Chinese electric-vehicle maker NIO (NIO -5.35%) said in a regulatory filing on Feb. 4 that it is spending 5.5 billion yuan, or about $850 million, to purchase 3.305% of an entity called NIO China from two investors. 

What does that mean? I'm glad you asked. 

A year ago, NIO was in deep trouble

NIO is in great shape now, but that wasn't true a year ago. In early 2020, amid the worst of China's COVID-19 breakout, NIO was very close to running out of cash. (How close? NIO may have had to borrow money to cover its monthly payroll last February.)

With its stock languishing around $3, the company didn't have a lot of options, and it looked as if it might be close to going bust. But in April, it made a deal with economic development authorities in China's Anhui province and its capital city of Hefei: In exchange for some equity -- more on that in a moment -- and a promise to relocate its headquarters to Hefei, the authorities would invest about $1 billion, enough to get NIO back on its feet. 

A blue NIO EC6, an upscale sporty electric crossover SUV.

Last spring's cash infusion gave NIO enough to get its EC6 into production in September. Image source: NIO.

The bailout had a catch: NIO gave up some assets

Here's how the equity thing worked. NIO put all of its assets in China into a legal entity called NIO China. In return, it got a 75.9% stake in NIO China -- or, put another way, its new investors owned 24.1% of all of NIO's assets in China. (Side note: NIO has some assets outside of China, including a tech center in California. Those weren't included in the deal.)

That was a little dicey for U.S. investors -- a share of NIO bought you a share of a company that owned only three-quarters of NIO's Chinese assets -- but it was good enough. NIO was back on its feet, and after watching the way Tesla's (TSLA -5.59%) stock surged, auto investors began snapping up NIO's American depositary shares.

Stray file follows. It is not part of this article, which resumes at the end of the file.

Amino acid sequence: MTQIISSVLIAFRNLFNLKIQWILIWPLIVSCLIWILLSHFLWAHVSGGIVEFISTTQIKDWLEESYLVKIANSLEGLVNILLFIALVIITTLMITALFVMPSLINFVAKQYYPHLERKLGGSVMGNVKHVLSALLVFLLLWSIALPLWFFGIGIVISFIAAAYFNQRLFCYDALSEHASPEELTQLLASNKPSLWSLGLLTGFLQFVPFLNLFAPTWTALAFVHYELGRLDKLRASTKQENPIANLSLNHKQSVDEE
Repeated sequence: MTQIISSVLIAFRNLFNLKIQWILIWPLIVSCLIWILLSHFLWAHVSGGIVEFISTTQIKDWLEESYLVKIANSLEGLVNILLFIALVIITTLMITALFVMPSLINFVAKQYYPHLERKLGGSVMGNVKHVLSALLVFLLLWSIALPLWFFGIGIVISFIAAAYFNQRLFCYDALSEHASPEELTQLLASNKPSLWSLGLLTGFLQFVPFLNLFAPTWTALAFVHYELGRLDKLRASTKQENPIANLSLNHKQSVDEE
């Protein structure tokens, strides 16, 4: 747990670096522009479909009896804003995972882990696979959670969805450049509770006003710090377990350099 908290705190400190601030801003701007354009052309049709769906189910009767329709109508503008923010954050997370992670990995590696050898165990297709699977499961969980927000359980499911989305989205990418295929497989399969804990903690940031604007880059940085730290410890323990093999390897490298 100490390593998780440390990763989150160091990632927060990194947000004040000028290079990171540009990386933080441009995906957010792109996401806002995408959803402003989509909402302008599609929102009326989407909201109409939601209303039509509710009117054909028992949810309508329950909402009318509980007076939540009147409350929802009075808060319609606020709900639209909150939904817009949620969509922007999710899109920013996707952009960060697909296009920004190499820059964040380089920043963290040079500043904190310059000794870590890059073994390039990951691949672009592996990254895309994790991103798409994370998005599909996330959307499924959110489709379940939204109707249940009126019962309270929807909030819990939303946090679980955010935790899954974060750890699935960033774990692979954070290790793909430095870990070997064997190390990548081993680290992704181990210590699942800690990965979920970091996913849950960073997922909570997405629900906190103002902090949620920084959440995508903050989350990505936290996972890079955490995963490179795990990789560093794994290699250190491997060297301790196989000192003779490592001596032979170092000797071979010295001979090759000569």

NIO Chart

NIO data by YCharts

NIO's stock jumped, and it began buying back those assets 

By August, NIO's stock had risen to nearly $20, high enough that a capital raise seemed worthwhile. NIO sold stock, raised about $1.5 billion, and used part of the proceeds to buy back some of what it had given up in the bailout: It raised its stake in NIO China from 75.9% to 86.4%. 

What's happening now: Another buyback

NIO has raised capital two more times since August, using the money to bolster its balance sheet, invest in new technologies, and -- now -- to do another buyback.

As I mentioned above, NIO will spend 5.5 billion yuan to buy back 3.305% of NIO China from two of its "strategic investors." In addition, NIO is putting 10 billion yuan (about $1.55 billion) into NIO China (an accounting move) in exchange for some newly issued shares.

The upshot: Once these transactions close, NIO will own 90.360% of NIO China.

Is this bullish?

I think so. For American investors, owning 90% of NIO China is better than owning 86% (or 76%), because NIO China is most of the company's business right now. NIO is giving up some capital to do that, but it's capital that NIO can afford to spend.

We'll learn more when NIO reports its 2020 earnings, likely later this month.